Another positive of feeling the feels is that doing so takes less energy than suppressing them does, says Meijen. She points to a study in which people cycling on stationary bikes were shown an upsetting video. One group was told not to react or show their emotions, and it turned out that group found cycling required more effort than the group that was allowed to react as they normally would. “When you suppress your emotions, eventually they'll catch up with you—as it costs quite a lot of energy,” Mejien explains.
The one thing an emotional release might not actually do for you? Provide catharsis afterward. Vingerhoets points to research he co-authored of over 5,000 participants who were asked about their most recent crying episode. While half did report mood improvement, 40 percent reported no difference and 10 percent felt worse after crying compared to before, he says, noting the ones who did feel better may have gotten a lift from how others around them reacted to their crying, rather than from the tears themselves.
How To Cope During Your Workout
While suppressing or avoiding your emotions during a race or workout is probably not going to serve you, coping with them in a healthy way will. After all, if you’re like me with a little over a quarter of a mile to get through, or the expeditioner in Meijen’s study who still had a stretch of ice in front of her, succumbing to a cry fest may not always be the most practical outcome, right? Below, Meijen provides strategies to try, whether your own fitness emotional response manifests in actual tears or some other emotion, like anger, frustration, or a mix of them all.
Just as everyone's emotions will be unique, so will the strategies that work for us. So, Meijen suggests trying out a few of these in shorter, lower-stakes workouts so you have a handful in your “toolbox.”
Focus on the journey. “If you're focusing on the outcome, that can be quite detrimental,” says Meijen. “But one of the things that can really help is to get back to the process.” So rather than thinking about the finish line that’s X miles or minutes away, simply think about putting one foot in front of the other.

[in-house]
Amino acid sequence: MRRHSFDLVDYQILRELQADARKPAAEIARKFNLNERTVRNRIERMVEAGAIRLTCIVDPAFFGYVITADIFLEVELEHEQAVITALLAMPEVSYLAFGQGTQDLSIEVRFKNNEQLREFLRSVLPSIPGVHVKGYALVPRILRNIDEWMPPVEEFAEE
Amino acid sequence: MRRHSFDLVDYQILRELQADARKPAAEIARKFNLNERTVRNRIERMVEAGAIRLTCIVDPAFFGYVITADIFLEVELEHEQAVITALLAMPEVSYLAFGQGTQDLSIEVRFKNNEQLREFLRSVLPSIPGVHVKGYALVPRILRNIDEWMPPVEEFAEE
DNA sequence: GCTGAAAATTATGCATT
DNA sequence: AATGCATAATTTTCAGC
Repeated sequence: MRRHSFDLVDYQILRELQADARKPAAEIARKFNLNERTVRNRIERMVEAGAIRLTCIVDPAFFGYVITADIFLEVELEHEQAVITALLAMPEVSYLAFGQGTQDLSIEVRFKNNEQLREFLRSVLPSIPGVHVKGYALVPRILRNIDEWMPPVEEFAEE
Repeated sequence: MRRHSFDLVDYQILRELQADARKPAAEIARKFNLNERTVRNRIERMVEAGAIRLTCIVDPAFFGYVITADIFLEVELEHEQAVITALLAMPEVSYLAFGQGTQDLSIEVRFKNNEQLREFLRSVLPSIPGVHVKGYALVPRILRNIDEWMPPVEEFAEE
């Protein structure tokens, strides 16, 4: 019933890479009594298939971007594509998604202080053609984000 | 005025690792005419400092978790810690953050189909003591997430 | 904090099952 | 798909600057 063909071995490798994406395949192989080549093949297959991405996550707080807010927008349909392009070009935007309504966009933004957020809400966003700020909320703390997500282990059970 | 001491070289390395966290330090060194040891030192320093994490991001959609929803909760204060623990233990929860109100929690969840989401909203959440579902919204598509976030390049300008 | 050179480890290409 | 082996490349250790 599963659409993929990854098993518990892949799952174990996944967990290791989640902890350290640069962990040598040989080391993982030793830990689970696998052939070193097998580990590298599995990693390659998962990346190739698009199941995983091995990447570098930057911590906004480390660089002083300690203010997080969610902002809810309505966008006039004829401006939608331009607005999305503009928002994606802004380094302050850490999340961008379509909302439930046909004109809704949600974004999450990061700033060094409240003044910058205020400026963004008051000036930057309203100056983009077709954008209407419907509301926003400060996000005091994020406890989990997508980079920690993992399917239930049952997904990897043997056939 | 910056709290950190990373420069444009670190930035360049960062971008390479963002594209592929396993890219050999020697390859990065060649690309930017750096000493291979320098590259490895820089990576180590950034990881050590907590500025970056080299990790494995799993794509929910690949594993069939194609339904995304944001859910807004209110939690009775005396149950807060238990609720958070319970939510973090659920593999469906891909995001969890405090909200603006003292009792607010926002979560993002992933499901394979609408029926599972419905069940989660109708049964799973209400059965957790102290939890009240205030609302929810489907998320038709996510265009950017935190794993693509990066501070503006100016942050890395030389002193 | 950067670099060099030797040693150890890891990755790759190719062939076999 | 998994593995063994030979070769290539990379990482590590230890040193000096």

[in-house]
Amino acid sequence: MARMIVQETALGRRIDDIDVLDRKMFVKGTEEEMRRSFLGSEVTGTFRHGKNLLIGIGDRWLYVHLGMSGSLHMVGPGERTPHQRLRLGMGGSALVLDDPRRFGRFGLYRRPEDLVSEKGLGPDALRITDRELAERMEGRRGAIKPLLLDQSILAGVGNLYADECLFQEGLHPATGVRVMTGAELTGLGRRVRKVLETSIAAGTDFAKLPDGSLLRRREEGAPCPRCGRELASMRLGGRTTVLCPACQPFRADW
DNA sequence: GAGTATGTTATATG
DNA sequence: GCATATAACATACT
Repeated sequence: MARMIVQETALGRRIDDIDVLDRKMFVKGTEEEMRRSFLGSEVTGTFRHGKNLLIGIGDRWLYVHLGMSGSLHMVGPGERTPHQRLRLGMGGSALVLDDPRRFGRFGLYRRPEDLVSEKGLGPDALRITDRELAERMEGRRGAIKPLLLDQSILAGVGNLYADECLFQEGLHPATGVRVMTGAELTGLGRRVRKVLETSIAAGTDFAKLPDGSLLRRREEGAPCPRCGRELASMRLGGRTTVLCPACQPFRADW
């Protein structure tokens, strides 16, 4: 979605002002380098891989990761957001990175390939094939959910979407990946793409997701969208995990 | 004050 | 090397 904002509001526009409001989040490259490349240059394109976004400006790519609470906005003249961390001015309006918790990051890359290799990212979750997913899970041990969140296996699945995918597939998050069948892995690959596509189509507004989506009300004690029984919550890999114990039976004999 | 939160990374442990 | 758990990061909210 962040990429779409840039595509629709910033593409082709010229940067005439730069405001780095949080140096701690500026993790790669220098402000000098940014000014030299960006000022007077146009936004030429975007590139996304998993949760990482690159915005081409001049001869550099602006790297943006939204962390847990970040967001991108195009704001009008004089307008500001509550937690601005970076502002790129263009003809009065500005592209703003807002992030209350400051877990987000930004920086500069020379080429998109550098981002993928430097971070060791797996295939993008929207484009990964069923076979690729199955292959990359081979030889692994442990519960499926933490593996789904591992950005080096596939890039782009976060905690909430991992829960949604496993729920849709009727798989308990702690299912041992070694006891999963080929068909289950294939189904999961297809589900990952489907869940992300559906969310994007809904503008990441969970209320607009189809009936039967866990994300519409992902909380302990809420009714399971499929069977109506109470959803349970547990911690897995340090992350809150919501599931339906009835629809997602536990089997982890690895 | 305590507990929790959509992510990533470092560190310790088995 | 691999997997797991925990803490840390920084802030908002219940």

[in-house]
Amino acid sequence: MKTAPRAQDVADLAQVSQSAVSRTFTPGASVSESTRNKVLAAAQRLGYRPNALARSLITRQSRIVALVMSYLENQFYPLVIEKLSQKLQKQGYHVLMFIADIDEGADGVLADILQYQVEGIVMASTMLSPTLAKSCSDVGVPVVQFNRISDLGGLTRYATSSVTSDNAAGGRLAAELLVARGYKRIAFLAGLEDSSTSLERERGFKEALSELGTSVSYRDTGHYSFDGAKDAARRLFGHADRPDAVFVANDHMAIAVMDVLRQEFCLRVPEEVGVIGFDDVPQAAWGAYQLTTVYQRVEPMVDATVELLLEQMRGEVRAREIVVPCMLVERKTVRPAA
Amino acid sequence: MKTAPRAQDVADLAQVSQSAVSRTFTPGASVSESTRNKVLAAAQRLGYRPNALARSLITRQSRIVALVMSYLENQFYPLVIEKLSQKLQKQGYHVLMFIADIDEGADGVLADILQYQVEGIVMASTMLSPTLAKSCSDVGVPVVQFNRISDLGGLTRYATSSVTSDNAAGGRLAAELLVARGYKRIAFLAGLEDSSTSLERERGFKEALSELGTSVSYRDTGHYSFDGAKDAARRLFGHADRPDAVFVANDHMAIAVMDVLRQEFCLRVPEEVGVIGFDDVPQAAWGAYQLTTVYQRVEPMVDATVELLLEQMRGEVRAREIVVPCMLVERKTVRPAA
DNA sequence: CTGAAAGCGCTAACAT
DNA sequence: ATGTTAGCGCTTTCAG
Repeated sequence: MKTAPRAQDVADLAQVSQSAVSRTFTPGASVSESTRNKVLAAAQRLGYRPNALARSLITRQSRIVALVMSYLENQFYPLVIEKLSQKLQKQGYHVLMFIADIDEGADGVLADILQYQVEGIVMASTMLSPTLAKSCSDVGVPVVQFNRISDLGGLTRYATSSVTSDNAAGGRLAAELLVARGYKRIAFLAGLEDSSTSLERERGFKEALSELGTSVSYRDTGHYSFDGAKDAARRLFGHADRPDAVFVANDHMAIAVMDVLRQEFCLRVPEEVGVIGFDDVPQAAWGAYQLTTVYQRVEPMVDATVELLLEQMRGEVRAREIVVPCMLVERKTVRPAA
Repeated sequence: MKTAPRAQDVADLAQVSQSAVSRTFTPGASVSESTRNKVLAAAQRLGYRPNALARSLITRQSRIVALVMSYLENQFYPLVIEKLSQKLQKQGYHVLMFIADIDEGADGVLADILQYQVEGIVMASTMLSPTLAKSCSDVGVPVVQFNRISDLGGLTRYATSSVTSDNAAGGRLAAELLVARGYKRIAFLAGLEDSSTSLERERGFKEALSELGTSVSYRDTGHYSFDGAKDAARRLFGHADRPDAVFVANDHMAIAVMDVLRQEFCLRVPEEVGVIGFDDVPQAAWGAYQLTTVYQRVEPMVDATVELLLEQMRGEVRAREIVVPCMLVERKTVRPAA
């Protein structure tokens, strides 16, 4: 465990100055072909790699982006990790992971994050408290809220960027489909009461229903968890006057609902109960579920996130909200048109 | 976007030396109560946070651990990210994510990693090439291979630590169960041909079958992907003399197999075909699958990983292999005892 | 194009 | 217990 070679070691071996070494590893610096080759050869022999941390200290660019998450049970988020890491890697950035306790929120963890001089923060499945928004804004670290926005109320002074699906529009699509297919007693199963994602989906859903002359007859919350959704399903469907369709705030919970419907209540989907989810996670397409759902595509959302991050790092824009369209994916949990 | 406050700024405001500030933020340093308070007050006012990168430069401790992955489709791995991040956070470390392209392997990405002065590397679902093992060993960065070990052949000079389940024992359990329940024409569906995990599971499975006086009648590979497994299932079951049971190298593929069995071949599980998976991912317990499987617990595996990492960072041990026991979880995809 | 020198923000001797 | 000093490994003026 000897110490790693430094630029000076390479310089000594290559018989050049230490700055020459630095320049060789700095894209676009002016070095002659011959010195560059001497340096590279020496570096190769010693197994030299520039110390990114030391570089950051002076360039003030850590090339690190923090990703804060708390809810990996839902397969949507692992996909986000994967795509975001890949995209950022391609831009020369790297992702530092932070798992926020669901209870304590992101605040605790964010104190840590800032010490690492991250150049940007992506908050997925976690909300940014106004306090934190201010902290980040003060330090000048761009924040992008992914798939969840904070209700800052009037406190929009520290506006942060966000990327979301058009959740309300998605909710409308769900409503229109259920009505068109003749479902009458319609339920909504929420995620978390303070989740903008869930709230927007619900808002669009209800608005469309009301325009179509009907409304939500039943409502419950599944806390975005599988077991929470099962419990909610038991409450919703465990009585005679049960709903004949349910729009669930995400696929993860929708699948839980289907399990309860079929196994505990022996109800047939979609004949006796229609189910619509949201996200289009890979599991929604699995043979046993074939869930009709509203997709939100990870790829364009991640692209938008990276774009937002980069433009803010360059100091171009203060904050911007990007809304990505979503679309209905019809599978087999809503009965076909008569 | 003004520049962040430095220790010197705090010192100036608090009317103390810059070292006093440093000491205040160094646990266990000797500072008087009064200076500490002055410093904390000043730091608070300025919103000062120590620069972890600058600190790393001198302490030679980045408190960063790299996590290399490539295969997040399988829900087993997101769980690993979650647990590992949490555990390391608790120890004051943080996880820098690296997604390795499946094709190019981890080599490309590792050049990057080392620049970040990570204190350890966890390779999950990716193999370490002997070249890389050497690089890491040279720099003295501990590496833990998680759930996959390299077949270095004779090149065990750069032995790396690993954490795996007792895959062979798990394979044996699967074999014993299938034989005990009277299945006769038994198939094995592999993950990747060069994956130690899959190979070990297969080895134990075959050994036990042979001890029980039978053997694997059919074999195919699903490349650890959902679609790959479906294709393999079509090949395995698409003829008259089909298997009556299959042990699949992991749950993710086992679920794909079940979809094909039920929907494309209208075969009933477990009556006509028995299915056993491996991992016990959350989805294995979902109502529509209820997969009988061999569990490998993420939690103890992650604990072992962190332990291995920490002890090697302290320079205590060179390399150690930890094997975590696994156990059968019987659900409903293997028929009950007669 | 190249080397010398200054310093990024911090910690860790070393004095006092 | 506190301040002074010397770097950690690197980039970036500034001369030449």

Pull strength from others. Engaging with people around you can help you manage fatigue, per Meijen. She notes it can be as simple as smiling at another racer or spectator.
Tune inward. As mentioned, sometimes emotional pain can be a sign to tune into any physical pain. Take some time to scan your body and notice if you’re slouching, for example, or if your stride has changed from when you first started out.
Try positive self-talk. In one study, runners completing a 60-mile ultramarathon who were instructed to use motivational self-talk to cope with exertion and other stressors found the strategy helpful and continued to use it six months afterward. Think: I can do this, I’m strong and capable, or anything else that resonates with you.
Plan for all the emotions—and share that plan. The two expeditioners in Meijen’s case study had very different coping preferences for when things got tough. If you’re working out with a group or partner, Meijen says it can be beneficial to chat with them beforehand about how you’ve handled tough situations, or just general fatigue, in the past and how you plan to handle any hard moments this time around. “Having that conversation beforehand makes it a lot easier than in the moment when you're really tired, and stressed,” she notes.
The Emotional Debrief
Whether you get teary-eyed mid workout or not, taking some time to process your emotions after a big sweat or race or event is wise, says Meijen.
“If you are constantly going from event to event and never allowing yourself some time to sit with your emotions, then you're never able to decompress your feelings,” she says. “And if you're not able to decompress your feelings, they're just building up, and there might be a moment that either you explode, burn out, or lose the enjoyment for the activity.”
Ask yourself what went well, what areas you could improve in, what coping strategies you used and how they worked, etc. Reflecting on what you accomplished and all the associated feels, positive and negative, can actually give you fuel for the next thing, whatever that may be for you.